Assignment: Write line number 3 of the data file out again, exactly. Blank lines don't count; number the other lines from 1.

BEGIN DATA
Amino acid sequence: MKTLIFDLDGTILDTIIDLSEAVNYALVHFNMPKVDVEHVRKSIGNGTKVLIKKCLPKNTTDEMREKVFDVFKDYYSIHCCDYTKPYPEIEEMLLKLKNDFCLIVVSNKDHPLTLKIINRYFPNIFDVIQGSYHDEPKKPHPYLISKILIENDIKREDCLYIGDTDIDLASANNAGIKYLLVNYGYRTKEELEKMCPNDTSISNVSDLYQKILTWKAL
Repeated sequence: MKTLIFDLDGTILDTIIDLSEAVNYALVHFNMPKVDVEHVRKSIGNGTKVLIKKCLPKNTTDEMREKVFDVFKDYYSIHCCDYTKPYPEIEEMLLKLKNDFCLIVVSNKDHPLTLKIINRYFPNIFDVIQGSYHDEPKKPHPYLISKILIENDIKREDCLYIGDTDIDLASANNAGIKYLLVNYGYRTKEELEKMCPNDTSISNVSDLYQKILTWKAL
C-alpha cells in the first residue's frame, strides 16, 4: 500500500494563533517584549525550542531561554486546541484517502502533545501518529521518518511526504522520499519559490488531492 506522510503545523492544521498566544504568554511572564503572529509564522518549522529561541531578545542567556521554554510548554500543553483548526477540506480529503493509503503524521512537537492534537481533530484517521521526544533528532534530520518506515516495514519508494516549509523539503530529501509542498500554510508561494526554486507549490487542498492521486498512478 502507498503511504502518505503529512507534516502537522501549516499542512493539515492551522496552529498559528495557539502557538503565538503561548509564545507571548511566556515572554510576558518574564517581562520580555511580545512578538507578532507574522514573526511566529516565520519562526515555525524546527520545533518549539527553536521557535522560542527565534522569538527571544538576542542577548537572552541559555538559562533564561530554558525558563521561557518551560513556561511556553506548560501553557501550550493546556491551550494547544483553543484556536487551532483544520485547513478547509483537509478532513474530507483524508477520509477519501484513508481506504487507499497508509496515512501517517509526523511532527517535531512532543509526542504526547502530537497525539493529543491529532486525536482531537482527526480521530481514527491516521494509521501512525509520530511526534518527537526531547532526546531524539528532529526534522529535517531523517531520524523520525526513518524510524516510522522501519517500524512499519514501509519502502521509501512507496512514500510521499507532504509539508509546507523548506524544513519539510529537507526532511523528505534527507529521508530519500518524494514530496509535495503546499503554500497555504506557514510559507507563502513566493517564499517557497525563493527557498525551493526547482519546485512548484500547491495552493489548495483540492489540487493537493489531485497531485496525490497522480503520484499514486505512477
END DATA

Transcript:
C-alpha cells in the first residue's frame, strides 16, 4: 500500500494563533517584549525550542531561554486546541484517502502533545501518529521518518511526504522520499519559490488531492 506522510503545523492544521498566544504568554511572564503572529509564522518549522529561541531578545542567556521554554510548554500543553483548526477540506480529503493509503503524521512537537492534537481533530484517521521526544533528532534530520518506515516495514519508494516549509523539503530529501509542498500554510508561494526554486507549490487542498492521486498512478 502507498503511504502518505503529512507534516502537522501549516499542512493539515492551522496552529498559528495557539502557538503565538503561548509564545507571548511566556515572554510576558518574564517581562520580555511580545512578538507578532507574522514573526511566529516565520519562526515555525524546527520545533518549539527553536521557535522560542527565534522569538527571544538576542542577548537572552541559555538559562533564561530554558525558563521561557518551560513556561511556553506548560501553557501550550493546556491551550494547544483553543484556536487551532483544520485547513478547509483537509478532513474530507483524508477520509477519501484513508481506504487507499497508509496515512501517517509526523511532527517535531512532543509526542504526547502530537497525539493529543491529532486525536482531537482527526480521530481514527491516521494509521501512525509520530511526534518527537526531547532526546531524539528532529526534522529535517531523517531520524523520525526513518524510524516510522522501519517500524512499519514501509519502502521509501512507496512514500510521499507532504509539508509546507523548506524544513519539510529537507526532511523528505534527507529521508530519500518524494514530496509535495503546499503554500497555504506557514510559507507563502513566493517564499517557497525563493527557498525551493526547482519546485512548484500547491495552493489548495483540492489540487493537493489531485497531485496525490497522480503520484499514486505512477